How does humor heal? New research has shown that it’s a natural pain reliever and does wonders for our immune system. Laughter is nature’s re-calibrator. Most of all, it’s contagious. And don’t worry about it being inappropriate to smile or laugh when life is at its worst. It’s a testament to the human spirit, to hold the “scary stuff” in one hand, and to balance it with joy, with sweetness, with laughter, in the other.

Even in the darkest of hours, laugh, tease, play and tell a story.

Humor heals. It makes the unbearable bearable. 

 

~Carol O’Dell

Author of Mothering Mother, available at Amazon and on Kindle

Resources:

http://psychcentral.com/blog/archives/2009/02/17/9-ways-that-humor-heals/

http://women.webmd.com/guide/give-your-body-boost-with-laughter

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Mike Wallace died April 7, 2012. His last few years were spent in the confusing and tangled maze of dementia. He was 93 and  was a newscaster most known for anchoring 60 Minutes and in the media for over six decades. He’s a prime example that if you live long enough, you just might get dementia or Alzheimer’s (Alzheimer’s is a type of dementia). Your odds increase exponentially with age. According to the Alzheimer’s Association your chances of developing Alzheimer’s doubles about every five years after age 65. After age 85, the risk reaches nearly 50 percent.

So our first challenge is to survive (or hopefully skip over) heart disease and cancer.

The major causes of death (in order) are: heart disease, cancer–both of these way out in the lead–lower respiratory infections, stroke, accidents, Alzheimer’s diabetes, flu and pneumonia, and self-harm (suicide).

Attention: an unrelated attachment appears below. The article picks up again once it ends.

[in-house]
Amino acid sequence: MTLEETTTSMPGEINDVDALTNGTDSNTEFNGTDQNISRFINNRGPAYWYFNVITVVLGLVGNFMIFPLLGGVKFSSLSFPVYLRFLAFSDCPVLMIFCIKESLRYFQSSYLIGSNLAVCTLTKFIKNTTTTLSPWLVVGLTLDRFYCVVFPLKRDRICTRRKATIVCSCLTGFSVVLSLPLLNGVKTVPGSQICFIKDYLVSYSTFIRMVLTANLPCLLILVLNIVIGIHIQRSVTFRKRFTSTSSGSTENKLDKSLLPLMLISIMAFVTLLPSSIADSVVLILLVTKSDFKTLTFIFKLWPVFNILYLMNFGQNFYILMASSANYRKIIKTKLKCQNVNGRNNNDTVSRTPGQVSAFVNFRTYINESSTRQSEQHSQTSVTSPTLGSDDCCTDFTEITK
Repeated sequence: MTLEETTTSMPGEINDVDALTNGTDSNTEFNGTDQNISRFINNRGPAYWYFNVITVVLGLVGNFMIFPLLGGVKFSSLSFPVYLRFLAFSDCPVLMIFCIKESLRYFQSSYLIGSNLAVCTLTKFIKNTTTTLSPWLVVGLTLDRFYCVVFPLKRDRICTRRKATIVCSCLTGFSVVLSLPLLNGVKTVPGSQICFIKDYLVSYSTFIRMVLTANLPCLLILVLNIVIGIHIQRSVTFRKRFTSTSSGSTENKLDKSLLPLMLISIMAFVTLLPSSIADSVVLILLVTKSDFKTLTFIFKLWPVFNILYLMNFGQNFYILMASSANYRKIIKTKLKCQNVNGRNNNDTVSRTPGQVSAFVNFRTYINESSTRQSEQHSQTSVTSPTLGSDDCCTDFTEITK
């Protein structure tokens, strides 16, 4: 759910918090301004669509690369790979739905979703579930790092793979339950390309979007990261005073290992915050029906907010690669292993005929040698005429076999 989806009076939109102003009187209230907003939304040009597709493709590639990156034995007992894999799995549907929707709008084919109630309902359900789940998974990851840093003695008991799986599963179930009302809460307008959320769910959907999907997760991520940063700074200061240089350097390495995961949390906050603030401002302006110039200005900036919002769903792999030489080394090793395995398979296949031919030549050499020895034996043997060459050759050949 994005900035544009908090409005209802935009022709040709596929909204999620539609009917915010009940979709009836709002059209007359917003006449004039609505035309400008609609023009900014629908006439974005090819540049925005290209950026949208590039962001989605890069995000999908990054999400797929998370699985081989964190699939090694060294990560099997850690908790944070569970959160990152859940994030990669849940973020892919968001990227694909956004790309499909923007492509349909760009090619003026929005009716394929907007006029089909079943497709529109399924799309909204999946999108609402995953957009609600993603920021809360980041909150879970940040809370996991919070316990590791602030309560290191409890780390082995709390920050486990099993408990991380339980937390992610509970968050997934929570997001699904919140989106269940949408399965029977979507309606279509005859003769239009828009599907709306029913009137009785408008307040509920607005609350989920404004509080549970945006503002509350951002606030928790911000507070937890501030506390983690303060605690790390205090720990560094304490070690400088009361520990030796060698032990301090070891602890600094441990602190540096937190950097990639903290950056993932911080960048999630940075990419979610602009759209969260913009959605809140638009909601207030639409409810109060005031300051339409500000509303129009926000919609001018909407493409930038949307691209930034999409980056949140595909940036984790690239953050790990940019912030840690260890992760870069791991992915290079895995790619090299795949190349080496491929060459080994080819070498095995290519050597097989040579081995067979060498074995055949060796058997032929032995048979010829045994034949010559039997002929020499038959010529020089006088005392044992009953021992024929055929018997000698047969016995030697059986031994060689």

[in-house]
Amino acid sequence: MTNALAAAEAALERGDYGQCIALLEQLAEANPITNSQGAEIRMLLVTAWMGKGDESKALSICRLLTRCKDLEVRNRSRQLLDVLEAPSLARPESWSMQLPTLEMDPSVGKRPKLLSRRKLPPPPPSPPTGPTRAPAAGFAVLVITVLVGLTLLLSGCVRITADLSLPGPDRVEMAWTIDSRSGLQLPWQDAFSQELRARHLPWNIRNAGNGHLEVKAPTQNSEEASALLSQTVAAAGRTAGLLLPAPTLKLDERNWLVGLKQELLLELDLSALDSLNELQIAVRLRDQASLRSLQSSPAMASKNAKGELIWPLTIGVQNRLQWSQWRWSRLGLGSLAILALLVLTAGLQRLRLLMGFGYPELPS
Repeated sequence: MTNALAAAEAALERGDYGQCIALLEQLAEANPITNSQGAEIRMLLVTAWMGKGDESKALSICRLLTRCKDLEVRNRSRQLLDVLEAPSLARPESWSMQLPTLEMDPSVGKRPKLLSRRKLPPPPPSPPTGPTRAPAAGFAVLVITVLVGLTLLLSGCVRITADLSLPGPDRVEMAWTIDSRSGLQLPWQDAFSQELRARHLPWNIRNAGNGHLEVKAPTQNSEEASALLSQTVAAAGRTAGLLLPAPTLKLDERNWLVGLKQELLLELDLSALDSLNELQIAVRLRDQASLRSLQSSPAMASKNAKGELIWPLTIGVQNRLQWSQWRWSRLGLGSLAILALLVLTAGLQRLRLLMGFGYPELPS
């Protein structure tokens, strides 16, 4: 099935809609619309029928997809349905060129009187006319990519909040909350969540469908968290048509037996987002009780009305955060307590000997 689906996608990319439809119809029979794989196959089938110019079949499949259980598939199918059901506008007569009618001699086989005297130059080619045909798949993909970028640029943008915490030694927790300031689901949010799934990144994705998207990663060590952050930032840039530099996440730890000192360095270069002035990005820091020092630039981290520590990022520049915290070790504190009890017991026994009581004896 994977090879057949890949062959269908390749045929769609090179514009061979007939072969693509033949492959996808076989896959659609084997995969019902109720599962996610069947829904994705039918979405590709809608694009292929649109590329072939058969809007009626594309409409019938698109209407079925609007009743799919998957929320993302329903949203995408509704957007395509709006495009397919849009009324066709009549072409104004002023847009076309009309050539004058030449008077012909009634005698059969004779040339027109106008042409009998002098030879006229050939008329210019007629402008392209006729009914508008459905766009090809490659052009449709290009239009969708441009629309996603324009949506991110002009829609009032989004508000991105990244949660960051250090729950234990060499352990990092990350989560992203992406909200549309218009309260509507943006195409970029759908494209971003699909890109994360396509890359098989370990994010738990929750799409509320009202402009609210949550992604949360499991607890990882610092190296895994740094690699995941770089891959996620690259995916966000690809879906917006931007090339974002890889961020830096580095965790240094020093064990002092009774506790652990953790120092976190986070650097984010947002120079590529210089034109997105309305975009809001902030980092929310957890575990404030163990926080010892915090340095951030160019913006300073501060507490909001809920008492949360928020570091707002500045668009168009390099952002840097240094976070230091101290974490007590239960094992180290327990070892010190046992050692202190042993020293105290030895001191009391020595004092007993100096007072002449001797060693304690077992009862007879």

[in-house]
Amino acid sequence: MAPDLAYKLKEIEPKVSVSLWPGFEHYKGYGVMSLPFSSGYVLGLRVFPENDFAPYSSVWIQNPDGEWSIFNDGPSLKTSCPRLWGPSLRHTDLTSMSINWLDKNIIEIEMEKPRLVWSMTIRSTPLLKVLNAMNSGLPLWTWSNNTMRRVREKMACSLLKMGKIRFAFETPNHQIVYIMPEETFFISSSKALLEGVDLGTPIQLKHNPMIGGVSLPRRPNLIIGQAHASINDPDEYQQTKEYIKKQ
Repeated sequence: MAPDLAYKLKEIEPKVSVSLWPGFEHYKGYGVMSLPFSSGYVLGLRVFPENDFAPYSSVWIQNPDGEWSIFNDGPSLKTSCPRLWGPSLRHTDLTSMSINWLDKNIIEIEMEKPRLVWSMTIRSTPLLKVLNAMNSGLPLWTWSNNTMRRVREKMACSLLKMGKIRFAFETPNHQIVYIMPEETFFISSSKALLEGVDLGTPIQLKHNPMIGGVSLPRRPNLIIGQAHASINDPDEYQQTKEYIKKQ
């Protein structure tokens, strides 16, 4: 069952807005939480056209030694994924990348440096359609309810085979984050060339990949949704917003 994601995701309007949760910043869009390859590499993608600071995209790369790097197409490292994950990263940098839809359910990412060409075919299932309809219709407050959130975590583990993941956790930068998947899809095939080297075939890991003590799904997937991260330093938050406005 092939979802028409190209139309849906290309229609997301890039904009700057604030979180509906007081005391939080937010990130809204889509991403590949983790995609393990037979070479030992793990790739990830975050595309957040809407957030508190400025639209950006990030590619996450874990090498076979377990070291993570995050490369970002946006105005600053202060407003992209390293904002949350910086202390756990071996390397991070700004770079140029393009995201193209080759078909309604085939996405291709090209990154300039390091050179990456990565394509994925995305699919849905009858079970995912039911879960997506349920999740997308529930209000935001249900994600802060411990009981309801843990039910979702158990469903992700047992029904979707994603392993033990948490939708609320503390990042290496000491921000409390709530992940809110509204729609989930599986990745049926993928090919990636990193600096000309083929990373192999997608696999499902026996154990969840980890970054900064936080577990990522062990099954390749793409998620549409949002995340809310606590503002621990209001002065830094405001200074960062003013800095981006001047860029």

As scary as Alzheimer’s is, heart disease and cancer take far more lives.

But Mike struggled with other demons–several years ago he shared that he struggled with depression and even attempted suicide. His honesty helped to shed light on depression, something millions face in silent shame. His life, like most of us, was a mixture of great highs and devastating lows. He was by all means a success, but he also lived through the death of his son (he had a falling accident in Greece when he was just 19), divorce and death of his wife, and several physical and mental challenges.

He was known as a fierce interviewer and was often referred to as an interrogator. He interviewed many of the world’s top and toughest leaders–and he never flinched.

I heard one of his colleagues say that he recently visited Mike and that he didn’t remember anything about 60 Minutes or what he had achieved as a broadcaster. In some ways, that’s sad, but I take it as a cautionary tale. Appreciate life now. Honor your journey. Celebrate it now. None of knows what tomorrow brings. While that sounds ominous, I don’t mean it to be, just that there aren’t any guarantees.

Life is today. What will you remember of your life? Who knows. The point is what you’re doing right now. Live it. Celebrate it.

Mike, tonight we celebrate you.

~Carol O’Dell

Author of Mothering Mother, available of Amazon 

Carol D. O’Dell’s Mothering Mother is a frank, unflinching true story of a daughter coping with the role reversal when her sick and aging mother moves in. Carol holds back nothing, offering up hilarious moments alongside the poingnant and the heartbreaking.
More than a memoir, Mothering Mother will inspire, entertain and hearten anyone facing the challenges of caregiving. Through it all she must find the time to escape and nurture her own body and soul while caring for her children, her mother, and her marriage.